Canadian poets Roberts and Lampman, both affiliated with the school of Confederation poetry, found themselves writing amidst a "new world" full of beauty and prosperity and were thus eager to capture this essence of the Canadian landscape. Hence, their turn towards the Romantic poets of Britain and Europe from the late 18th and 19th centuries proves highly effective in serving as a source of poetic inspiration in capturing the sheer splendor of their surrounding landscape. Thus, the nature poetry of Roberts and Lampman, along with many other Canadian poets of the time, reveals an array of neo-Romanticist underpinnings throughout.
Evidence of this Romantic influence in their poetry primarily shows itself in their quest to capture the eternal beauty of nature as well as an emphasis on the individual, particularly on the relationship and interaction between nature and the individual. Roberts's poem \'Tantramar Revisted\' and Lampman's \'Heat\' serve as evidence of the inspiration derived from the British Romantic poets; namely in the interconnectedness between nature and individual illumination in which the individual's contemplation of nature leads to some sort of spiritual enlightenment, the emphasis on the eternalness of nature in light of time and change, the theme of memory and observation and the individual's role in it, and ultimately the promise of consolation that nature can provide.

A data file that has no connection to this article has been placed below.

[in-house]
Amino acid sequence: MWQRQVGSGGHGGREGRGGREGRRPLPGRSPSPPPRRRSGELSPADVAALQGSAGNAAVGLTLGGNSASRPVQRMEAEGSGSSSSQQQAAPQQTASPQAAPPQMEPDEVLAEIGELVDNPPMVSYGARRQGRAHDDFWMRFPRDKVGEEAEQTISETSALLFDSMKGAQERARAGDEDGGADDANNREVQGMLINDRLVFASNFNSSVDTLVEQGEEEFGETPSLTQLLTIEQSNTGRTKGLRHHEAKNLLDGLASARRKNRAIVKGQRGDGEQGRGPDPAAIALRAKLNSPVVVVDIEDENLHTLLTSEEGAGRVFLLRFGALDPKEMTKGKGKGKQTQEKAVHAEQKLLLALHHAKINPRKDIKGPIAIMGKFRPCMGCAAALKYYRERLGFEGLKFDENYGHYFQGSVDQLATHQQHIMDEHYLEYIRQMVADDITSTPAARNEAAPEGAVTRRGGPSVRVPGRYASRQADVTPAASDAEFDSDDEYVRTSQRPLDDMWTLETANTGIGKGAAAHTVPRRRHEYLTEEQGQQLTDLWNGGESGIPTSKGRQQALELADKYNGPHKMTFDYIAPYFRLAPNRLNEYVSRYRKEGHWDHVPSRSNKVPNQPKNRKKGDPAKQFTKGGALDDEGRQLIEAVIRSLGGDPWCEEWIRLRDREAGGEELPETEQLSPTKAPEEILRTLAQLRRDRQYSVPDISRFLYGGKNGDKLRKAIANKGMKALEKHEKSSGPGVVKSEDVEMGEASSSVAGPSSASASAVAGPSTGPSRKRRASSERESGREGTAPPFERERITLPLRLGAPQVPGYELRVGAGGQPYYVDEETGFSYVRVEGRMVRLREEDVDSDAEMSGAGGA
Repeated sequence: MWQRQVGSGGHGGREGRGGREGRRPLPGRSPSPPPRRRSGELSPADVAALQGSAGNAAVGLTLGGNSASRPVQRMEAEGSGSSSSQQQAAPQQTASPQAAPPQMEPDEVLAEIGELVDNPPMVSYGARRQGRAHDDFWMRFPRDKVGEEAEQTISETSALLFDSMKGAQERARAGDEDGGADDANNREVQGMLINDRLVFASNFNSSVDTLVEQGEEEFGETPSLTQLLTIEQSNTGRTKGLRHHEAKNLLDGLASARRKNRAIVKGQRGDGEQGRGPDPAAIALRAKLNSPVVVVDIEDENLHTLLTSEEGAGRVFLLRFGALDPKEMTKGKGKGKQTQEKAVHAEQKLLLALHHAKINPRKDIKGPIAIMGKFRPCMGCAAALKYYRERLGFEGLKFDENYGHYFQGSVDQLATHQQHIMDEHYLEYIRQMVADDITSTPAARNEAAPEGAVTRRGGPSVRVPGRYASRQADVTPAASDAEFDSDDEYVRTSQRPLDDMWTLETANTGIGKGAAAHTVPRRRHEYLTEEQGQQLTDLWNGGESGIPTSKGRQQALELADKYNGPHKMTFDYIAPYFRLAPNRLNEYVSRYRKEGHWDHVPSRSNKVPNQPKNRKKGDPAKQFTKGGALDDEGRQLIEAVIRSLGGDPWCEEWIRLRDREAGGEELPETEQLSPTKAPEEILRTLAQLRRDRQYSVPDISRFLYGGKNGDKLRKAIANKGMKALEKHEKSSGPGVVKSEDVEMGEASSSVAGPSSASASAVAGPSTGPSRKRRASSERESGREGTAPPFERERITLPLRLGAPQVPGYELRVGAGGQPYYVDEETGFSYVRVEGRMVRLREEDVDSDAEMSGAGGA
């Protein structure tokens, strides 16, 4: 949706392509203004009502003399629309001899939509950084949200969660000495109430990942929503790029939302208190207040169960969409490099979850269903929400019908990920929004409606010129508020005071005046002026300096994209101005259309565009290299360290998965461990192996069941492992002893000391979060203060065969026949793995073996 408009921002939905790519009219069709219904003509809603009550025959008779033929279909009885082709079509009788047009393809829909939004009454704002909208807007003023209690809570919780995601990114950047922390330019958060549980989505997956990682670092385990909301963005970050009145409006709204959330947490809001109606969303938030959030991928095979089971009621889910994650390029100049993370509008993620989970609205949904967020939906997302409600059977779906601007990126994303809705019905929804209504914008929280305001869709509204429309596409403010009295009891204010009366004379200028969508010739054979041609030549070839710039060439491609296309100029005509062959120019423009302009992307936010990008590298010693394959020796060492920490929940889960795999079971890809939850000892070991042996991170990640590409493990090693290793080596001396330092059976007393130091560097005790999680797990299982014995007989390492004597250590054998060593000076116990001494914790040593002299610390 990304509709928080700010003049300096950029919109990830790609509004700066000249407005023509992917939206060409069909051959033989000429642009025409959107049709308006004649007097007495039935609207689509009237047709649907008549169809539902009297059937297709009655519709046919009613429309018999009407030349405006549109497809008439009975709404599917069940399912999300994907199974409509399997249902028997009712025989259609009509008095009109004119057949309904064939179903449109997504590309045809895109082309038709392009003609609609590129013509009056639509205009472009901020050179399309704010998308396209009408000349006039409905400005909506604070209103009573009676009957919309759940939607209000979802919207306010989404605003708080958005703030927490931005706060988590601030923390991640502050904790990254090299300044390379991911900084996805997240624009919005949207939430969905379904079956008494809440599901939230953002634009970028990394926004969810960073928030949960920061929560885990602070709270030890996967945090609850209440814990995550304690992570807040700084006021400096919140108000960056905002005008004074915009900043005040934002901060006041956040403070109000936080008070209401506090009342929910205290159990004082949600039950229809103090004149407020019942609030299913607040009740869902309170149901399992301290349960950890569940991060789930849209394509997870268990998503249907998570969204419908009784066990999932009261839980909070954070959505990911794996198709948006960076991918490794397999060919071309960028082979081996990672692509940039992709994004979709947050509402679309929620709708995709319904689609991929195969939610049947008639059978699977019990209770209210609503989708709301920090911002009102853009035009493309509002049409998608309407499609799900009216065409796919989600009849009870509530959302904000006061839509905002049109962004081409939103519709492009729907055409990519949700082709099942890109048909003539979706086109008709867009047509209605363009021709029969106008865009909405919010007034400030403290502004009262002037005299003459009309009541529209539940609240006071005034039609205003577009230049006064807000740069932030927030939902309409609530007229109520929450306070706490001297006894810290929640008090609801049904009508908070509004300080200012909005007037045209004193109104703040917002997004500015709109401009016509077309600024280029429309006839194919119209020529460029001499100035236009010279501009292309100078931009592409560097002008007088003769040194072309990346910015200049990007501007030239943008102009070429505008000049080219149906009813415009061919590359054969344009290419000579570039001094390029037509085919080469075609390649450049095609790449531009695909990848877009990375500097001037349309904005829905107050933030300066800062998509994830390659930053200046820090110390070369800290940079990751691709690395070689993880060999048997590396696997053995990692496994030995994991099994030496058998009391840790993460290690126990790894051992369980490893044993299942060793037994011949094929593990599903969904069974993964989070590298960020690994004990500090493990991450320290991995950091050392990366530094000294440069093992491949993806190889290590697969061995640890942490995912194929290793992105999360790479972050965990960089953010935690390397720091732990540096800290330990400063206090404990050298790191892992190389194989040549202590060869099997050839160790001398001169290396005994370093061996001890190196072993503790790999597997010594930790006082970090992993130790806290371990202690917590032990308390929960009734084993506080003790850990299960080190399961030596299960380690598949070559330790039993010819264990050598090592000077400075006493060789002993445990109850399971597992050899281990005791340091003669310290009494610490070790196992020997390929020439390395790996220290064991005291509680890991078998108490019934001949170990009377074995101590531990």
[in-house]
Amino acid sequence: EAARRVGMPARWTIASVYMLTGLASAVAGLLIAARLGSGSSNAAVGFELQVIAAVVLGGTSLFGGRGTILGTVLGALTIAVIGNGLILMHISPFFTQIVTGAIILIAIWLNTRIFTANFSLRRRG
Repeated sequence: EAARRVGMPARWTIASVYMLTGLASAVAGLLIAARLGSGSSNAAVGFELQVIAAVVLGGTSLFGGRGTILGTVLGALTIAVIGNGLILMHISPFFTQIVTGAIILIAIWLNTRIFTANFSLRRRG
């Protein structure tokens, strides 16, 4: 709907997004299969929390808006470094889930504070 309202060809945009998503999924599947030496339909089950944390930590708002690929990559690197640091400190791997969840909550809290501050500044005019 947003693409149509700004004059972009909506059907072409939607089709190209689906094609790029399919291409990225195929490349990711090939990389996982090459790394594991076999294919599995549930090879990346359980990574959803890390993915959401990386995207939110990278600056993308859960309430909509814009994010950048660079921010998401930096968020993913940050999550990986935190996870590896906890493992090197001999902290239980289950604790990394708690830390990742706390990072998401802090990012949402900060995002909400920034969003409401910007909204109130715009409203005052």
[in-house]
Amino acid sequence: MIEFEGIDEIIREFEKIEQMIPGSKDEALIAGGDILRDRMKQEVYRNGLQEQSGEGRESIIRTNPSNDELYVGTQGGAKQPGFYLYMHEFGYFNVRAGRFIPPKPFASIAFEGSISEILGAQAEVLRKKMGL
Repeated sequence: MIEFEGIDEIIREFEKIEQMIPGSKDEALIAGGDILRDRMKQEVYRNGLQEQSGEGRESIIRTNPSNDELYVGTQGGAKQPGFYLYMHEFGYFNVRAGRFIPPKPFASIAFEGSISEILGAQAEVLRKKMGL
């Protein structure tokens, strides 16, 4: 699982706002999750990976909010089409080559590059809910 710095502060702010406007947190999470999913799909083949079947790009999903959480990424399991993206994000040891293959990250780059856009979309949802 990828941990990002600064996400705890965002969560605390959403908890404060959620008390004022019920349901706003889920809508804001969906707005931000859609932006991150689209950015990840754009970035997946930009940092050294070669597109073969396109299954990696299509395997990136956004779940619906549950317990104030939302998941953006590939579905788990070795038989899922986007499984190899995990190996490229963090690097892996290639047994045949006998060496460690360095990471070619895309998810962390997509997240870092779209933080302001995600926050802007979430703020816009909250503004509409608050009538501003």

In essence , the poems of Roberts and Lampman , like those of their Romantic predecessors, create speakers whose observations on the natural world around them provide a kind of harmony and serve as a vehicle of meditation.
[...] Though the reader is constantly aware of the speaker's consciousness insofar as he constantly refers to himself, and his thoughts on his surroundings, Lampman's poem creates a series of impressions inside the mind of the reader so that they too act upon their own consciousness. Thus, through the speaker's impressions, the reader imagines the scene for himself and can almost feel the sensations described. Hence, Lampman's poem details the landscape in a far more direct manner than does Roberts's. It is far less narrative than it is visual and sensual. [...]
[...] Hence Roberts's poem, typical of Romanticism, ultimately suggests the eternalness of nature and the power of consolation it provides in light of the passage of time. Furthermore, as with other Romantic poets, Roberts's poem relies on the contemplation of nature as a healing power, to console the unease introduced at the start of the poem. The speaker in “Tantramar Revisited” returns to the land of his youth in the hopes of assuaging his anxiety about the ever-changing passage of time. [...]
[...] pure and untouched in light of the ever-changing world around him. However, upon his revisit, he discovers that the landscape has in fact changed and begun to show signs of encroaching human civilization. Thus, Roberts's poem, like those of his Romantic predecessors, reads as a kind of nostalgic remembrance of times past. Roberts, like the British Romantic poets, wrote during a time of increasing industrialization. Thus, his desire for a return to the natural greatly echoes the spirit of British Romanticism, which sparked as a revolt against the Industrial Revolution. [...]
[...] Like “Tintern Abbey,” “Tantramar Revisited” takes the form of a return poem seen through the repetition of “well I remember” throughout and lines such as “Summers and summers have come, and gone with the flight of the swallow,” (Roberts, line indicating a prolonged passage of time. Just as in Wordworth's poem, the landscape described is conveyed through equal parts remembrance and observation. Thus, rather than merely citing the sites around him, Roberts's speaker actively partakes in the construction of nature. [...]
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